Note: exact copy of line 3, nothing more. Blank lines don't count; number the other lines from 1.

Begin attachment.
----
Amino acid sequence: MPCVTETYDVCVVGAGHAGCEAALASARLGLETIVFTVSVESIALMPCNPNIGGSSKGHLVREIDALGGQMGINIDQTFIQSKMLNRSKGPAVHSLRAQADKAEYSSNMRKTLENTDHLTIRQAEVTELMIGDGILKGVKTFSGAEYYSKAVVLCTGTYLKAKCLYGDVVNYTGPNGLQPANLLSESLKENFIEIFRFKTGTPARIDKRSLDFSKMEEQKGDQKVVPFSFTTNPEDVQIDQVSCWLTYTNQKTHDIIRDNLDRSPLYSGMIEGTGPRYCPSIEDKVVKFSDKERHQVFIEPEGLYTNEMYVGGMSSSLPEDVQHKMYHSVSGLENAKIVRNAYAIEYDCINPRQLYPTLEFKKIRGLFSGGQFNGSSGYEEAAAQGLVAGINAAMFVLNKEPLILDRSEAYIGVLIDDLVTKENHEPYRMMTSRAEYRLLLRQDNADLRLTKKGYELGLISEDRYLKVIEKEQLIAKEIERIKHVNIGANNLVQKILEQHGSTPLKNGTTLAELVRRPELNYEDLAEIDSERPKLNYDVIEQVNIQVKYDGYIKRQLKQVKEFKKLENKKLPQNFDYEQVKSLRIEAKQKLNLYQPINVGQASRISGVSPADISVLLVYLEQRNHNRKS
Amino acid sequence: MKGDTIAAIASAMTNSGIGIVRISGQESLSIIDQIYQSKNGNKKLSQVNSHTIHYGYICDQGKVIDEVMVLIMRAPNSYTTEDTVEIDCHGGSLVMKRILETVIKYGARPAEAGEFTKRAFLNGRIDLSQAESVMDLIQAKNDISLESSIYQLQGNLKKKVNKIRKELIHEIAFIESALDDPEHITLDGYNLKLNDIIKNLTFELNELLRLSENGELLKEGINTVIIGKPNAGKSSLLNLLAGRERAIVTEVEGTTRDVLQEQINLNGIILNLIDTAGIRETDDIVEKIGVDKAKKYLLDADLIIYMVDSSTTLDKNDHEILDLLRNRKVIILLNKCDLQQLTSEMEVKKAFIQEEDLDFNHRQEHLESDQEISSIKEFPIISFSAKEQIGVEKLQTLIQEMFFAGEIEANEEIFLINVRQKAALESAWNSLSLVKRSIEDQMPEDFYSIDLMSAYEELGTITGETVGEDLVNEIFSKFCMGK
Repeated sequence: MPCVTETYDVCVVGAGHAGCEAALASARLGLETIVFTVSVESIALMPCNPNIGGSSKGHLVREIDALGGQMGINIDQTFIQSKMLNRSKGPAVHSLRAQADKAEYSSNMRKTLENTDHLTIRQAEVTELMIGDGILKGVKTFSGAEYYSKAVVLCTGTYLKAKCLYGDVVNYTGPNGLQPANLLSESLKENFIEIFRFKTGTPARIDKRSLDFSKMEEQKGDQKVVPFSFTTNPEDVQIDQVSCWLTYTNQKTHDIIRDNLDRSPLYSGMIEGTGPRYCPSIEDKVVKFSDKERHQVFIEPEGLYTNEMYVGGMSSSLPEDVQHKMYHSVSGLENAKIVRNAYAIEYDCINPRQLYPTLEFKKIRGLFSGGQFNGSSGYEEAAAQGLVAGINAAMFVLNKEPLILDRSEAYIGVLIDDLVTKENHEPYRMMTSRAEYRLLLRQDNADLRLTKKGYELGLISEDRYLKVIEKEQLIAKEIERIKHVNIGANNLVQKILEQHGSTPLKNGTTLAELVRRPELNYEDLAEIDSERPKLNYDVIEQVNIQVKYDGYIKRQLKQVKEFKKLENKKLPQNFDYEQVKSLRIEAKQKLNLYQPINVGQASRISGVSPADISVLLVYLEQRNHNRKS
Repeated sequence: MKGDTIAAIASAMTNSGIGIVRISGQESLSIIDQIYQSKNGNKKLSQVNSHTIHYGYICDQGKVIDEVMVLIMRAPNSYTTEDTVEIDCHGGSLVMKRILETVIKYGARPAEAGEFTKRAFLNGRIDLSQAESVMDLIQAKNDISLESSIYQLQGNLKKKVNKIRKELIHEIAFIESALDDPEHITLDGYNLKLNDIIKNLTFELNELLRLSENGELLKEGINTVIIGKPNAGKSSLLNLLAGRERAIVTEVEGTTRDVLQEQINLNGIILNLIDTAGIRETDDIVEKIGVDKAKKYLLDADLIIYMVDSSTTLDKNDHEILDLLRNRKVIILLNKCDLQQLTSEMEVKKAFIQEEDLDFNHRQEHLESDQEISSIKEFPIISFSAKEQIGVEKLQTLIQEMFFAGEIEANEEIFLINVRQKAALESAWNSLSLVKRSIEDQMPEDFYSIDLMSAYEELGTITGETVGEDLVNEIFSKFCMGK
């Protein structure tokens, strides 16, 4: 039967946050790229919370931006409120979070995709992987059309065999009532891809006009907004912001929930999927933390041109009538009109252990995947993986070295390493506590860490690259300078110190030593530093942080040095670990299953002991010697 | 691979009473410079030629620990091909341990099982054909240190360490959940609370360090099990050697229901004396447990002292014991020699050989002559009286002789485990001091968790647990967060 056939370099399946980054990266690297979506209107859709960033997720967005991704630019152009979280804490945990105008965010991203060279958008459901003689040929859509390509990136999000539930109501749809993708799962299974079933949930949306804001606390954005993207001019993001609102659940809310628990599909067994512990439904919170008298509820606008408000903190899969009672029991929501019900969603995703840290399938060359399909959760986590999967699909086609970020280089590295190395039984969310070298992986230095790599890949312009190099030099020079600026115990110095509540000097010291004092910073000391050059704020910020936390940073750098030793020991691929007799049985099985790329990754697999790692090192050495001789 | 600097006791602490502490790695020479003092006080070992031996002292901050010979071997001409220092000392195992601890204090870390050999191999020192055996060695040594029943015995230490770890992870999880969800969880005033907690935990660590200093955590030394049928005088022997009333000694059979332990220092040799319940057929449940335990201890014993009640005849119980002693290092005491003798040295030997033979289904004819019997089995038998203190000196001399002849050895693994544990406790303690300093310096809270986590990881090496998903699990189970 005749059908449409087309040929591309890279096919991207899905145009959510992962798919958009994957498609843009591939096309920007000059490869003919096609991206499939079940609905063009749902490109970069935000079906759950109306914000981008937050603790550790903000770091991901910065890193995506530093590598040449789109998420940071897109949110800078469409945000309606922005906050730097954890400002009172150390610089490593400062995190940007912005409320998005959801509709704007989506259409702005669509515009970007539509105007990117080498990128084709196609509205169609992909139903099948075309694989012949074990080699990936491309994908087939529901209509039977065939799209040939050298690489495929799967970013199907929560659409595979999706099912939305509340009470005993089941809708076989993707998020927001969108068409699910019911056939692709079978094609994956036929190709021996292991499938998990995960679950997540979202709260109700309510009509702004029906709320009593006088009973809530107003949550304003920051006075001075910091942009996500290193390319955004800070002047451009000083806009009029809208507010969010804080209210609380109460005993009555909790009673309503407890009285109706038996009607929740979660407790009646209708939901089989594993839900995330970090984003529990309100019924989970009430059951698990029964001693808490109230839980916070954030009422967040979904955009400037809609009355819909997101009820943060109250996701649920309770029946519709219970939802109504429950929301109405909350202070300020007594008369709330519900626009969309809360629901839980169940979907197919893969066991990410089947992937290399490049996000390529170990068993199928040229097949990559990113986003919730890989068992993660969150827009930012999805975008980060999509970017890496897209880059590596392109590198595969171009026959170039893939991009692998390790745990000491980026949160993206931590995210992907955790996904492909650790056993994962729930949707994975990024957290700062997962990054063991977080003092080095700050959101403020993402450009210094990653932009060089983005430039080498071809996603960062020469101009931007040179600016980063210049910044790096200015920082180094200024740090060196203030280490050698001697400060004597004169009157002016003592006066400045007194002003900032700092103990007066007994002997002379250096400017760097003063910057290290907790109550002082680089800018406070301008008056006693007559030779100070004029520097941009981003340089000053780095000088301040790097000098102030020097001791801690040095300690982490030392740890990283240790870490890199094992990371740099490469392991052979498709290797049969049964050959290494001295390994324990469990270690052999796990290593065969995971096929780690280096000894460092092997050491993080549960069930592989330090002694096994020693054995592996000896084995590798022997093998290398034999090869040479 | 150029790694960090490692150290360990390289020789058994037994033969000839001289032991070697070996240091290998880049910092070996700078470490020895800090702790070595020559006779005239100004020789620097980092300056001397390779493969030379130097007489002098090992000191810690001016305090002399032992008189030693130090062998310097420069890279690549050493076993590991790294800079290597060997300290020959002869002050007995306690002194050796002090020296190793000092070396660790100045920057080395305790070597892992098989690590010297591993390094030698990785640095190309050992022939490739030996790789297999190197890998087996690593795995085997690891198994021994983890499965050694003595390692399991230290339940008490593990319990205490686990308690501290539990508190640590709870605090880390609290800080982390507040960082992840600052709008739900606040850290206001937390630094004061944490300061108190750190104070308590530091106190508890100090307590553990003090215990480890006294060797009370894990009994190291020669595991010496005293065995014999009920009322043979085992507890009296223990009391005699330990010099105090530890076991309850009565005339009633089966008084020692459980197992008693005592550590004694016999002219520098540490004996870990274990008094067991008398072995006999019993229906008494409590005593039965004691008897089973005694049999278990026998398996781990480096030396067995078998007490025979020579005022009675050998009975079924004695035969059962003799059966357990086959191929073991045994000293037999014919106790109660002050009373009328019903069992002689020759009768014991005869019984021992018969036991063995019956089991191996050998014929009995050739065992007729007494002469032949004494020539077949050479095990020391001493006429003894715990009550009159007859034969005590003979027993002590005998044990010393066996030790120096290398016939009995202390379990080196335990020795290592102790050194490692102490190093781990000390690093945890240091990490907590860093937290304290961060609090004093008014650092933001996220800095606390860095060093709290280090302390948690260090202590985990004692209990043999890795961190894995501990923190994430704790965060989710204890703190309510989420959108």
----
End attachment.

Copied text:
Repeated sequence: MPCVTETYDVCVVGAGHAGCEAALASARLGLETIVFTVSVESIALMPCNPNIGGSSKGHLVREIDALGGQMGINIDQTFIQSKMLNRSKGPAVHSLRAQADKAEYSSNMRKTLENTDHLTIRQAEVTELMIGDGILKGVKTFSGAEYYSKAVVLCTGTYLKAKCLYGDVVNYTGPNGLQPANLLSESLKENFIEIFRFKTGTPARIDKRSLDFSKMEEQKGDQKVVPFSFTTNPEDVQIDQVSCWLTYTNQKTHDIIRDNLDRSPLYSGMIEGTGPRYCPSIEDKVVKFSDKERHQVFIEPEGLYTNEMYVGGMSSSLPEDVQHKMYHSVSGLENAKIVRNAYAIEYDCINPRQLYPTLEFKKIRGLFSGGQFNGSSGYEEAAAQGLVAGINAAMFVLNKEPLILDRSEAYIGVLIDDLVTKENHEPYRMMTSRAEYRLLLRQDNADLRLTKKGYELGLISEDRYLKVIEKEQLIAKEIERIKHVNIGANNLVQKILEQHGSTPLKNGTTLAELVRRPELNYEDLAEIDSERPKLNYDVIEQVNIQVKYDGYIKRQLKQVKEFKKLENKKLPQNFDYEQVKSLRIEAKQKLNLYQPINVGQASRISGVSPADISVLLVYLEQRNHNRKS